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64 N.Y.U. L. Rev. 233 (1989)
The Domain of the Political and Overlapping Consensus

handle is hein.journals/nylr64 and id is 247 raw text is: NEW YORK UNIVERSITY
LAW REVIEW

VOLUME 64                          MAY 1989                          NUMBER 2
THE DOMAIN OF THE POLITICAL AND
OVERLAPPING CONSENSUS
JOHN RAwLS*
In a society marked by a pluralism of comprehensive moral views the ability of a
constitutional regime to maintain widespread allegiance is due to overlapping consen-
sus. Those with divergent comprehensive views may nonetheless agree on a given
political conception ofjustice. However, the idea of an overlapping consen=su  as used
in Professor Rawls!s earlier works, has caused some misgivngs. It seems to suggest
that political philosophy is ' political in the wrong way. Professor Rawls answers these
misgivings. A political conception ofjustice, such as Rawls's 'yustice as fairness in A
Theory of Justice is not merely tailored by the dominant group to justify favored
results Nor does it presuppose any particular comprehensive doctrine. whether reli-
gious or philosophical Rather, as supported by an overlapping consensus, justice as
fairness falls into a special domain of the politicaL It gives the framework of a stable
constitutional regime by resting on the consensus of citizens who share an understand-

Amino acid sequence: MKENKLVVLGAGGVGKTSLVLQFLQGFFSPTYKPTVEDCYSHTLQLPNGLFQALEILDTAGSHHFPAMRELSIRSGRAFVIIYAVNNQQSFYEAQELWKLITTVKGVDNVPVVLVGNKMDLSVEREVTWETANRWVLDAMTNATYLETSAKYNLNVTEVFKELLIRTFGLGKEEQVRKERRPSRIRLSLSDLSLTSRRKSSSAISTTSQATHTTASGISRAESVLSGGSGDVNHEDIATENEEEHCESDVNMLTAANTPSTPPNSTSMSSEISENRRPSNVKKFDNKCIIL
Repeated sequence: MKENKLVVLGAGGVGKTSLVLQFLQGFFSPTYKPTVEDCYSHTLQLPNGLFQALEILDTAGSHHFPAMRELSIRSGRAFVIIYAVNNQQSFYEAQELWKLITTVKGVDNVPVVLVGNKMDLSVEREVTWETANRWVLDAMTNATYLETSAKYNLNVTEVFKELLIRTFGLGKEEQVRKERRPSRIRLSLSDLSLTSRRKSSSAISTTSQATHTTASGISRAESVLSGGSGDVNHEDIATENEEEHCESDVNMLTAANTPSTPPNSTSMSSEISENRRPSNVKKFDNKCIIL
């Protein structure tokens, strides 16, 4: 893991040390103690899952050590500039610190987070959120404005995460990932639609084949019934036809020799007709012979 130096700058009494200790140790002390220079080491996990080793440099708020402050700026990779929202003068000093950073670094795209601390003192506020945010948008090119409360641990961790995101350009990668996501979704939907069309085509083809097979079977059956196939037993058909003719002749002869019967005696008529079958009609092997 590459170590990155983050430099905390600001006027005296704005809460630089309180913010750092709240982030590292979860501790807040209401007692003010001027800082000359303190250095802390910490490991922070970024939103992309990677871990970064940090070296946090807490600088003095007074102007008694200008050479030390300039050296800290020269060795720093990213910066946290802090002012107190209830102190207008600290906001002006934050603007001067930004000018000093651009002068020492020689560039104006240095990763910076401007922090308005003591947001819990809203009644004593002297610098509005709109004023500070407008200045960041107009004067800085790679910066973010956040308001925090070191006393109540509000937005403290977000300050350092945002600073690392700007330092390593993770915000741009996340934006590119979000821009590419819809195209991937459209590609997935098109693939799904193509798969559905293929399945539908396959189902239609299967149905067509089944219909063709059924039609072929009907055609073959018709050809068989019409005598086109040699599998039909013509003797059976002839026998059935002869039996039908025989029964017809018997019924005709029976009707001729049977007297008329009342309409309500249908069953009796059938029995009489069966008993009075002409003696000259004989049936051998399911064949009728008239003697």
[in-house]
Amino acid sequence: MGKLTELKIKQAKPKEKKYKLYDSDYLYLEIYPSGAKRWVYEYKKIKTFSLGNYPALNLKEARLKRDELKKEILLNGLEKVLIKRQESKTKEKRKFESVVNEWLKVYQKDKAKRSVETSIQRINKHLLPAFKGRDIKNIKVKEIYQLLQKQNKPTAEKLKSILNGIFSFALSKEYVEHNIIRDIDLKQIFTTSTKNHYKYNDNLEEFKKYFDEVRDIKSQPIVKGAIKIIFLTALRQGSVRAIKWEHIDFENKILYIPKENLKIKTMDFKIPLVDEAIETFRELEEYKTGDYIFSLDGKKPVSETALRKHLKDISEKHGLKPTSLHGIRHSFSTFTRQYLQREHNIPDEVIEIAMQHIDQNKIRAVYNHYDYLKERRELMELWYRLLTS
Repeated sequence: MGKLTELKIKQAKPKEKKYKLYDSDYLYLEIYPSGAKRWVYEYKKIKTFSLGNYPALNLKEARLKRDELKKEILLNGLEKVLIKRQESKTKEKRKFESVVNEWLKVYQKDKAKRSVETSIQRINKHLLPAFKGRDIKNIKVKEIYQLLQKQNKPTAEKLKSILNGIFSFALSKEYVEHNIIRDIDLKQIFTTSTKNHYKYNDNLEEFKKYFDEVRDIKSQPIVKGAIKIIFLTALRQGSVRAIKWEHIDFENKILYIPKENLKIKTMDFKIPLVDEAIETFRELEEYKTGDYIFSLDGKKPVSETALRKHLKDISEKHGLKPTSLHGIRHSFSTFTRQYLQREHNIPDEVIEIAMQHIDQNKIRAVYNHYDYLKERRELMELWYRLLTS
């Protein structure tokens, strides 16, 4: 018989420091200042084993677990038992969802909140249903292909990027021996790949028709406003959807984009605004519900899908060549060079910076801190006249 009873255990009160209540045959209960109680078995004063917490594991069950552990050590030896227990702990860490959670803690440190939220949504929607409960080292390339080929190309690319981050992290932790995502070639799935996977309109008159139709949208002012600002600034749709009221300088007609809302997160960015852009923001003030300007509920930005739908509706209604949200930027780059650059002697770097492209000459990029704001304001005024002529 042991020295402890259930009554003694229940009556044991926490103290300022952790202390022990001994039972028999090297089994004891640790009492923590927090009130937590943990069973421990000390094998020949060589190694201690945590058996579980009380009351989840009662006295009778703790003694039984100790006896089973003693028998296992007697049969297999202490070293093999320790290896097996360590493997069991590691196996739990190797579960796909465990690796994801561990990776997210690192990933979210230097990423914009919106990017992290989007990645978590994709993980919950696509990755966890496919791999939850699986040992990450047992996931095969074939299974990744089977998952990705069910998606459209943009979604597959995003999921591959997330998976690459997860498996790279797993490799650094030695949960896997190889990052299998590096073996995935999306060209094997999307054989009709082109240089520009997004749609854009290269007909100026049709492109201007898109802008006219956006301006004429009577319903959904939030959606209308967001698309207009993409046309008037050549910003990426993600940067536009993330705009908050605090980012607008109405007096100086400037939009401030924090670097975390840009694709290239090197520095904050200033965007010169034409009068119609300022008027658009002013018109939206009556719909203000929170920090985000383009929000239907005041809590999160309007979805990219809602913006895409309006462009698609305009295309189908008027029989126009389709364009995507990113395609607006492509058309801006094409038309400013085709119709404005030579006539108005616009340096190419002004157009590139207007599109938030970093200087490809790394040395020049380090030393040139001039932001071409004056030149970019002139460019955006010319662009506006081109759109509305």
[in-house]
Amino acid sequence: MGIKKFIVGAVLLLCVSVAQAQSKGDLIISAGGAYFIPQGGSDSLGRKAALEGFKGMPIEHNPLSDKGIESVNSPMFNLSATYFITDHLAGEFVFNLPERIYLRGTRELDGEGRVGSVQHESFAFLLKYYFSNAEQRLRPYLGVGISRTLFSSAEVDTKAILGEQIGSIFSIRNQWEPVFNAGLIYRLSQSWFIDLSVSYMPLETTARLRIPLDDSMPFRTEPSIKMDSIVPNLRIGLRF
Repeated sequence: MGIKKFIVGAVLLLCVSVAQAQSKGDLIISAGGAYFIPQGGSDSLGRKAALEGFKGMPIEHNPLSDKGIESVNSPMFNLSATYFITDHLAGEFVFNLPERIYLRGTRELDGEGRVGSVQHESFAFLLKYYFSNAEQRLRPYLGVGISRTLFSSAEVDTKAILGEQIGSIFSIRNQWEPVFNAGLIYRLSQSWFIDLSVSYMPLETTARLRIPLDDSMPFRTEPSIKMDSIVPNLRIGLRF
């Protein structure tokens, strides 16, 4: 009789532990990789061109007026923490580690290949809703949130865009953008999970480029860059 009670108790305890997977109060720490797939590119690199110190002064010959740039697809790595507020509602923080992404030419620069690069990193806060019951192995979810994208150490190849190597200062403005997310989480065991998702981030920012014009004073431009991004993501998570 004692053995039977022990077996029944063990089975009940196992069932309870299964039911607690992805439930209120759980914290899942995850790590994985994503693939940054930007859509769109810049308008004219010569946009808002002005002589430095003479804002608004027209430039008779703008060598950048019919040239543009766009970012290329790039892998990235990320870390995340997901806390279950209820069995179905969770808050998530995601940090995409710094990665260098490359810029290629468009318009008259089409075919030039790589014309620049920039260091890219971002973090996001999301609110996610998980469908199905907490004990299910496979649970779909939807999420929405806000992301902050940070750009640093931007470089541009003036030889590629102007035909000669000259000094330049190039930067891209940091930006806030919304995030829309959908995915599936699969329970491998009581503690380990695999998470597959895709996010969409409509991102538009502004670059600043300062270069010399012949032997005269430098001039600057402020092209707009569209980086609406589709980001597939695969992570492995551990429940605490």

ing of the role of certain basic rights and liberties, even though they may not agree on
comprehensive doctrines.
INTRODUCTION
In this Article, I shall examine the idea of an overlapping consensus'
and its role in a political conception of justice for a constitutional regime.
A political conception, I shall suppose, views the political as a special
domain with distinctive features that call for the articulation within the
conception of the characteristic values that apply to that domain. Justice
as fairness, the conception presented in my book A Theory of Justice
* James B. Conant University Professor, Harvard University. A.B., 1943, Ph.D., 1950,
Princeton University. An earlier version of this Article was the John Dewey Lecture in Juris-
prudence, given at New York University School of Law, November 15, 1988.
1 An overlapping consensus exists in a society when the political conception ofjustice that
regulates its basic institutions is endorsed by each of the main religious, philosophical, and
moral doctrines likely to endure in that society from one generation to the next. I have used
this idea mainly in Rawis, Justice as Fairness: Political not Metaphysical, 14 Phil. & Pub. Af.
223 (1985) [hereinafter Justice as Fairness] and Rawls, The Idea of an Overlapping Consensus,
7 Oxford J. Legal Stud. 1 (1987) [hereinafter Overlapping Consensus]. The idea is introduced
in J. Rawls, A Theory of Justice 387-88 (1971) [hereinafter Theory].
233

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